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  • Writer's pictureMichael Roman

Land of soap eaters

They eat what? I exclaimed as Oten loaded my bags onto a rusty terminal scale.

“12.5 KG, you are all set!”

I received my claim tickets from the agent and turned back to Oten. I had never seen him look as serious as he did then. “I’m telling you, people there eat soap.”

I’d been to Abaiang and not once did I see or hear of anyone eating soap. He continued, “It is the southern villages where you find it most.” He knew I had never been to any of the southern villages. I began to worry. “They might try and feed it to you at your first bootaki.”

You’re kidding, right? They wouldn’t expect me to eat soap. Without a break in the conversation, “Yes, most surely they would!” As he balanced a kerosene stove and several buckets of food on my arms.

I suggest you try and ask for seconds.”

The only things I knew to eat soap in Abaiang were Jess’s rats. He jimmied a bar of soap into my kerosene stove, and catching my eye glace at it, “That is for good luck!” As I watched the overstuffed luggage rack slowly roll onto the tarmac.

Boarding a small sixteen-seat island hopper back to Abaiang, its well-worn seat covers were pinned to cushions that sunk into their metal frames. Buckled in we rolled to the end of the runway and turned around. ARE WE READY, yelled the co-pilot. Filled with the sound of propellers slicing the air just inches from our faces we yelled back, let’s go, and we were off.

Crossing over the turquoise blue lagoon, Tarawa shrunk behind us. As soon as we reached cruising altitude, we began to descend. Within seconds, coconut treetops buzzed past our eyes as we touched down on Abaiang. The plane taxied to the end of the landing strip before turning around. Heading towards the roofless brick building towards the center of the island, I wondered if this was a possible casualty of the storm we survived three months prior.

Propellers sputtered to a halt as families began to approach the plane. The cabin door opened, and all began to disembark. The atmosphere was cheerful as passengers reunited with friends and relatives. From the cargo deck, I kept my eyes open for anyone looking for a Peace Corps Volunteer.

Children held a keen interest in me. None had any idea who or what I was. Surely, I was a foreigner, but what kind? My dark brown skin almond-shaped eyes and black hair confused most Americans, I had seen it all before. I knew what was going through their minds. I smiled and said hello in Kiribati. This indeed confirmed that I was a foreigner. They smiled, laughed, and shouted, “hello foreigner” before giggling and running back into the arms accompanying adults.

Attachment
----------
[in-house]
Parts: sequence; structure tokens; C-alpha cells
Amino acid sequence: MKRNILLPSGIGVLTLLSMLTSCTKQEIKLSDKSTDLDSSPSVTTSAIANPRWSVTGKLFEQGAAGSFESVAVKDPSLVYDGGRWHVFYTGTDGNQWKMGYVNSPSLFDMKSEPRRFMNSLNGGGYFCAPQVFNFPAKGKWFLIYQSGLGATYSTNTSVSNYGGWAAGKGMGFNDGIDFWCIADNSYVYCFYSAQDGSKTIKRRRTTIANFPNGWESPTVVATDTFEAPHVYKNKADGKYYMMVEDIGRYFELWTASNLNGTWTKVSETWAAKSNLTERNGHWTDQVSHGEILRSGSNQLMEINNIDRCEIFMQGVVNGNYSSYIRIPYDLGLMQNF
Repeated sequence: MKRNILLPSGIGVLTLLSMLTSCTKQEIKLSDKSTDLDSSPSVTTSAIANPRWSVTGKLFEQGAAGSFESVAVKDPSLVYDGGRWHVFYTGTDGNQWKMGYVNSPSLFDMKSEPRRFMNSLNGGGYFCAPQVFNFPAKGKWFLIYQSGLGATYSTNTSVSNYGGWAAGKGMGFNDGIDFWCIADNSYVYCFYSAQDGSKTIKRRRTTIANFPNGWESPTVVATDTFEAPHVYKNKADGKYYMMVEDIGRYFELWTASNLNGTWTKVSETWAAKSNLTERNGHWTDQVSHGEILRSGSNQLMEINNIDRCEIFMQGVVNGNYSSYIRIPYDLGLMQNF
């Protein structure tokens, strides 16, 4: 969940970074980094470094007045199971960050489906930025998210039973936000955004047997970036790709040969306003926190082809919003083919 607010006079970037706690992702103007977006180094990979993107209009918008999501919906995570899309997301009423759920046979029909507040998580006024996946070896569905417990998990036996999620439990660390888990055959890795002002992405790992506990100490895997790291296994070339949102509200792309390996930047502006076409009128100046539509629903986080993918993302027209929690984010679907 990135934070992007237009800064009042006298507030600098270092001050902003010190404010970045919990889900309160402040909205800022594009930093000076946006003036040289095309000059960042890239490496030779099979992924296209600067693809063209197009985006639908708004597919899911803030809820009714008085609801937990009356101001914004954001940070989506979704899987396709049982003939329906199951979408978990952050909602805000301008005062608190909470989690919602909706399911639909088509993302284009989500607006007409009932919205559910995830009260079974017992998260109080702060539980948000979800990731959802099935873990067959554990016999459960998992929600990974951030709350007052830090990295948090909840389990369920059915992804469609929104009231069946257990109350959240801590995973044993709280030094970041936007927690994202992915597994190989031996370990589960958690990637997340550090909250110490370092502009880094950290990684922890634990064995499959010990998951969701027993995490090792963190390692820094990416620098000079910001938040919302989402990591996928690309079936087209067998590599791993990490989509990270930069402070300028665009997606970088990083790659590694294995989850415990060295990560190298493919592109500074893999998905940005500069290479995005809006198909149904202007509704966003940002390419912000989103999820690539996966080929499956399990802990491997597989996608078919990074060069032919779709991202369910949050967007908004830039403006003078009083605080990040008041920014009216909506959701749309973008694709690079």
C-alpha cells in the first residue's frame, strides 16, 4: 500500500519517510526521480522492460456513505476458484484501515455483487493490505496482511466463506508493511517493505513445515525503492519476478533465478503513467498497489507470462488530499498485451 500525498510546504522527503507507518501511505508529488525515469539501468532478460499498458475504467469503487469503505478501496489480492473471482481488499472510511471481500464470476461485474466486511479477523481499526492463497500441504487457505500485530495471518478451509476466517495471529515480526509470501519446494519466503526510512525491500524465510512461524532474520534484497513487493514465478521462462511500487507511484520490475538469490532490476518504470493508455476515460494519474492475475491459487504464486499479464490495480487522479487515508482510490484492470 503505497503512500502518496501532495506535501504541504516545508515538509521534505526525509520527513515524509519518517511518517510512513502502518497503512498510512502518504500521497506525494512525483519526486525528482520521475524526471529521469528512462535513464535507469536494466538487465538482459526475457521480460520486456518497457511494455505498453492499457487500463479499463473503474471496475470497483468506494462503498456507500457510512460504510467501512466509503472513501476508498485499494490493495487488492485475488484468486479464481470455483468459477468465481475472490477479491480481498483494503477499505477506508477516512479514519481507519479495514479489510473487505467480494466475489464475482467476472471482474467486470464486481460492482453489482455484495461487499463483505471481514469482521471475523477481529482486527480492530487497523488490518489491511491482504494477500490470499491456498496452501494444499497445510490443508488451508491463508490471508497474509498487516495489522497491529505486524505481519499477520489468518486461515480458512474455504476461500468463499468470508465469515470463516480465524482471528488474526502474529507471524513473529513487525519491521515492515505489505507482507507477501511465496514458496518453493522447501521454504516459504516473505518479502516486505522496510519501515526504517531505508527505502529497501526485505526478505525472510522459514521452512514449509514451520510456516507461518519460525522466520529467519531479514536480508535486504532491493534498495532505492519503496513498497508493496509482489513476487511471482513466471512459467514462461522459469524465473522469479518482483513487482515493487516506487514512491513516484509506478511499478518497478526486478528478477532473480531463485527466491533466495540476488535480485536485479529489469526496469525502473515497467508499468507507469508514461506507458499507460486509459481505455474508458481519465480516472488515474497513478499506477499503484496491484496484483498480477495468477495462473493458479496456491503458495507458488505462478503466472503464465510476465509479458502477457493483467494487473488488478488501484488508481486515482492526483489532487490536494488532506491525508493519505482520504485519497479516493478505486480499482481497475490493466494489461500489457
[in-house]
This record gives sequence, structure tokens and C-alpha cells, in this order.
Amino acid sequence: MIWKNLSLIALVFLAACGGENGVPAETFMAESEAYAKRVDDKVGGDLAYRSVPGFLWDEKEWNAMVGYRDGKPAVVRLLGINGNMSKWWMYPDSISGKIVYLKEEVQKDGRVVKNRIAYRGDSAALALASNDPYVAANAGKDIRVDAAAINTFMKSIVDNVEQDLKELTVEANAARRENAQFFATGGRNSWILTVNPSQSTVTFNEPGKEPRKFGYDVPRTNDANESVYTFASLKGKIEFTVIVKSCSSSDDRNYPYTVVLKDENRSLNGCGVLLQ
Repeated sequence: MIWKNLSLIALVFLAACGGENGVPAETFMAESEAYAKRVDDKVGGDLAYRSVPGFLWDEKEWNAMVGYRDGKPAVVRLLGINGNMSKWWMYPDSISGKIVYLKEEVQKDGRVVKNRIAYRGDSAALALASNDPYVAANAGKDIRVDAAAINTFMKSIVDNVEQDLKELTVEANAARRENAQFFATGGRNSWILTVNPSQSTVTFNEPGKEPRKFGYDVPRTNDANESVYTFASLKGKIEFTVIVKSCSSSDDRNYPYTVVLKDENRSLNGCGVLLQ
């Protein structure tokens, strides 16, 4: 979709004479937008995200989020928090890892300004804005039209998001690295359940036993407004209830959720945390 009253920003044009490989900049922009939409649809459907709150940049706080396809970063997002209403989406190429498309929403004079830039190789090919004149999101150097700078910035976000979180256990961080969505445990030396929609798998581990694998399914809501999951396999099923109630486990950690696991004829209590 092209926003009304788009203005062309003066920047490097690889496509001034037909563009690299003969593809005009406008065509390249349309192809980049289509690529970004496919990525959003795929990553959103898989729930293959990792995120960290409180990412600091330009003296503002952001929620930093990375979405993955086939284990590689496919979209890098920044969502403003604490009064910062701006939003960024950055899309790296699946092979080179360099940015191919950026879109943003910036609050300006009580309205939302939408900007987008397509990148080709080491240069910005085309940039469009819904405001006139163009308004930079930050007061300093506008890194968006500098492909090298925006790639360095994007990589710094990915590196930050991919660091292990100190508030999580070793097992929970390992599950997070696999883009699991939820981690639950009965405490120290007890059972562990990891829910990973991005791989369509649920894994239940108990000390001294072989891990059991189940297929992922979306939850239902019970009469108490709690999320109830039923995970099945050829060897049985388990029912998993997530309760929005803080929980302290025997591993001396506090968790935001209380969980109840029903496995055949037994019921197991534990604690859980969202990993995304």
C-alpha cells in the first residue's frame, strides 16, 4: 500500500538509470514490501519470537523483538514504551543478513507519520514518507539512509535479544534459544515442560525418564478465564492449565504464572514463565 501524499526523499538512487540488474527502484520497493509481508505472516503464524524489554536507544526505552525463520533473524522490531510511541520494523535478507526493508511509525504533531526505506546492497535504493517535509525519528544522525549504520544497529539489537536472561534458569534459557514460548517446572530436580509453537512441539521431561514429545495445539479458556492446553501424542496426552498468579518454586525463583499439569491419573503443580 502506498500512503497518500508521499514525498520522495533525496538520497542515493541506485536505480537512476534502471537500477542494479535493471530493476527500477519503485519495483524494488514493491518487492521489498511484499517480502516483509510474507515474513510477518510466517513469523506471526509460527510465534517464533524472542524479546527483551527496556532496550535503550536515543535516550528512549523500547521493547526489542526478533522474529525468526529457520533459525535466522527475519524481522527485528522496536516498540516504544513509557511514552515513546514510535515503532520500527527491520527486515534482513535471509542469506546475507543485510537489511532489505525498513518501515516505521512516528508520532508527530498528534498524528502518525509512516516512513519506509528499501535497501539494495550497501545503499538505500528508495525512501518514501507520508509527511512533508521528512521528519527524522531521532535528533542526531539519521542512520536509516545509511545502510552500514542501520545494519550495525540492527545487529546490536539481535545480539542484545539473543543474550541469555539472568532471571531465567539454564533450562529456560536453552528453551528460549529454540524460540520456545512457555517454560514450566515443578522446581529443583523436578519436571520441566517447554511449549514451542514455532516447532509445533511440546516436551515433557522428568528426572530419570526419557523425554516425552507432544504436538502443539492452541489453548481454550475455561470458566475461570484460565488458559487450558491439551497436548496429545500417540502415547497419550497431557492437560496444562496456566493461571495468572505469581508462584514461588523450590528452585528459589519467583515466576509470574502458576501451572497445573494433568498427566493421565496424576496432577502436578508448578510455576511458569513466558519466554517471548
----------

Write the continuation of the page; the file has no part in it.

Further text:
No one, aside from the children, took interest in me. My teachers were not there, and after twenty minutes the airfield was empty. The two Peace Corps Volunteers who would have met me at the field were still in Tarawa awaiting a ferry that would bring more of my luggage which could not fit on the plane.

Not knowing where to go or what to do, I sat on a bucket in the middle of the field until I had to seek shelter under trees from a torrential downpour. I sat, waiting for something anything to happen.

 — — — — — 

Whether folklore or legend, I later learned that Abaiang’s soap consumption dated back to the early days of contact. Enticed into blackbirding (forced labor), largely by Peruvian traders, I-Kiribati filled labor needs for economic benefit. Interaction with the labor trade led to further contact with missionaries and colonizers. Arriving with intentions of proselytizing and converting, missionaries brought cloth, tools, tinned foods, soaps, and other products. Enticed by its smell, villagers mistook it for food, eventually developing an acquired taste for it.

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